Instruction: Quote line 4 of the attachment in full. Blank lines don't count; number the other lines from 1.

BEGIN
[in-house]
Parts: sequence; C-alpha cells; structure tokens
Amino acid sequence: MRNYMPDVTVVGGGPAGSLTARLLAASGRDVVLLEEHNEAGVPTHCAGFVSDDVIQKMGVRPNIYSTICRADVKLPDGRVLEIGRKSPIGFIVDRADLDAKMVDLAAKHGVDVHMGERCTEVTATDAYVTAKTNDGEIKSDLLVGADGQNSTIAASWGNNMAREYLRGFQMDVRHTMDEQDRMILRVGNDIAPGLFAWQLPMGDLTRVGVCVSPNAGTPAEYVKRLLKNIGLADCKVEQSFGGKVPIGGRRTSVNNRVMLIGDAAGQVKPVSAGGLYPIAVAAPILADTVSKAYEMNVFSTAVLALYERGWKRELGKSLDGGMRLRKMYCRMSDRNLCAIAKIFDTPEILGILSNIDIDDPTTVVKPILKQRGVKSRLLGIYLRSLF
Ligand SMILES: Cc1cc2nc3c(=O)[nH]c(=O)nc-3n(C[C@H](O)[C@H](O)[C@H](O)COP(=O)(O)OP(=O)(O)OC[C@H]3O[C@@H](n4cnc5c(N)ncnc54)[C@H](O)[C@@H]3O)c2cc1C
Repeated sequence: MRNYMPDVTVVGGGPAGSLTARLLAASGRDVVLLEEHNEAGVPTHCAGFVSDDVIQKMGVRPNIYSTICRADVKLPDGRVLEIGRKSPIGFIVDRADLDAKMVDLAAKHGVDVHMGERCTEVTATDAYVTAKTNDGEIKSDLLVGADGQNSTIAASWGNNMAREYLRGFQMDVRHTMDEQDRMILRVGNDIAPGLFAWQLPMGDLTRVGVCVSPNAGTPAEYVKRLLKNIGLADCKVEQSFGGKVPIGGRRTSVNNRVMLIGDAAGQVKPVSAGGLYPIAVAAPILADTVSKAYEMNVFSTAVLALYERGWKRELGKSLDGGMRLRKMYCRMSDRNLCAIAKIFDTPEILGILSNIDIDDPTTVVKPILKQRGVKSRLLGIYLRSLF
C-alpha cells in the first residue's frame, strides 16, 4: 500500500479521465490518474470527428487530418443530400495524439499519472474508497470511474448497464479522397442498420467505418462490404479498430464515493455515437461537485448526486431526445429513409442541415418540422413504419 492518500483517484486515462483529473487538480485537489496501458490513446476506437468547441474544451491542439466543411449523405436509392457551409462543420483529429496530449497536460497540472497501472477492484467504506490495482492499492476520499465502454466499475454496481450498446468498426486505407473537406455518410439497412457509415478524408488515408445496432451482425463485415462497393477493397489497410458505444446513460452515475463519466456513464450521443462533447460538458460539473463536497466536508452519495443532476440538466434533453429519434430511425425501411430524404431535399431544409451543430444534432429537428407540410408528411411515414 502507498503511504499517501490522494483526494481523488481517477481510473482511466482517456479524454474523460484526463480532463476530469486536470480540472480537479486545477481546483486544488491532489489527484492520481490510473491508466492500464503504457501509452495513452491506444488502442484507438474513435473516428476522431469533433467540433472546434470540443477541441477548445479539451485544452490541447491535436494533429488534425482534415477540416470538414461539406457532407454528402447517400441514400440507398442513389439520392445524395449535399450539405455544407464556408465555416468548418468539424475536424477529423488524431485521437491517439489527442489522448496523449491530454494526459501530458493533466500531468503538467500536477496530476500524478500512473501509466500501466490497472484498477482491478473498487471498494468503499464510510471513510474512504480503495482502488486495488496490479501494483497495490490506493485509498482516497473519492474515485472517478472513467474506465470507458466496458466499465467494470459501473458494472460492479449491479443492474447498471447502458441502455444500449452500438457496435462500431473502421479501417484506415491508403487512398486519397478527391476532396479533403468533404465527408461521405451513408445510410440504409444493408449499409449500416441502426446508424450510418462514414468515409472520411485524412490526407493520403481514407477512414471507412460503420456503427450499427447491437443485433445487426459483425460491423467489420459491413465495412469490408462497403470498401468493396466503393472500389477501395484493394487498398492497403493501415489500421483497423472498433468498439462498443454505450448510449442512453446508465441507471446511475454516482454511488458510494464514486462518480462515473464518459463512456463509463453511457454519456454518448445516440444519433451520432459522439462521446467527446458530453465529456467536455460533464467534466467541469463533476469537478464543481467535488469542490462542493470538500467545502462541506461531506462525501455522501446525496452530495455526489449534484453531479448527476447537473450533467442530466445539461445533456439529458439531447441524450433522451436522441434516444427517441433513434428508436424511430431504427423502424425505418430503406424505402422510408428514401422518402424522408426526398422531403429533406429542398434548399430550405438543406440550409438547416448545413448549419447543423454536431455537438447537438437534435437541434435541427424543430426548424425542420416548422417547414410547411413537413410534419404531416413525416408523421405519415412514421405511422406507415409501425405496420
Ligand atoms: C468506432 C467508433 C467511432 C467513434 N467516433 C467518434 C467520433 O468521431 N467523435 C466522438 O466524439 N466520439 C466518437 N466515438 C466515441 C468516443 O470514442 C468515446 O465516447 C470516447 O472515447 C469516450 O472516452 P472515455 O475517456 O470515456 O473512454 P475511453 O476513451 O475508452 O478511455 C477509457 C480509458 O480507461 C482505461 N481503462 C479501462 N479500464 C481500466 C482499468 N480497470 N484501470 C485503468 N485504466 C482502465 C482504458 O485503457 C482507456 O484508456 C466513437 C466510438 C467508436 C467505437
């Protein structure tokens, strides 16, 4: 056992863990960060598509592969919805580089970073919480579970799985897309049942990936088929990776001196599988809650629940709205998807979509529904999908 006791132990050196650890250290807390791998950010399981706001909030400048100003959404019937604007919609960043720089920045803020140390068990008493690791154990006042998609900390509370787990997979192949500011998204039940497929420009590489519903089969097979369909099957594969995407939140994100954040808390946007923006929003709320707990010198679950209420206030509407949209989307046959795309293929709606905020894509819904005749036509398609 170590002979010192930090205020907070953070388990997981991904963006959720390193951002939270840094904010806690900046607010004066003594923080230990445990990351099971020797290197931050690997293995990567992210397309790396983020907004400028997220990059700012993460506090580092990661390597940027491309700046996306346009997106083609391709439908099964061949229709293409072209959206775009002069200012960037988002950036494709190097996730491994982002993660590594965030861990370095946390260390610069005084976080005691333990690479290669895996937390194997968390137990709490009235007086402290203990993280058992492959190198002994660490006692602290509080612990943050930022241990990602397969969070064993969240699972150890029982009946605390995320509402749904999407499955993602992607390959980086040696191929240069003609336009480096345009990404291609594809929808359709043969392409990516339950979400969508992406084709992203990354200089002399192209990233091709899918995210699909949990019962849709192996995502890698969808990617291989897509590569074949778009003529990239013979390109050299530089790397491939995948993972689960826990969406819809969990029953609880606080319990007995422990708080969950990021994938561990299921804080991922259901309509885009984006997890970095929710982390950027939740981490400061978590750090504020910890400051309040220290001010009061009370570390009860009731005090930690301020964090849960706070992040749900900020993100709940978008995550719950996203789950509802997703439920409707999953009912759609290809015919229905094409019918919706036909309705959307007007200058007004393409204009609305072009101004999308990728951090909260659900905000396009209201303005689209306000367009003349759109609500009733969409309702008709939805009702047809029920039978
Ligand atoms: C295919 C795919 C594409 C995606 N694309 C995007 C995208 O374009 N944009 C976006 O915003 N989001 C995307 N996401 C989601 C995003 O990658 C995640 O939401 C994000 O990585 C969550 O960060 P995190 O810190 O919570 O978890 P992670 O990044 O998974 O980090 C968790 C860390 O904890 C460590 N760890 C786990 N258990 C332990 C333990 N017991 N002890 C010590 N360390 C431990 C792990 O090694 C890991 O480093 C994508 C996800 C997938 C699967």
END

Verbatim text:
Ligand SMILES: Cc1cc2nc3c(=O)[nH]c(=O)nc-3n(C[C@H](O)[C@H](O)[C@H](O)COP(=O)(O)OP(=O)(O)OC[C@H]3O[C@@H](n4cnc5c(N)ncnc54)[C@H](O)[C@@H]3O)c2cc1C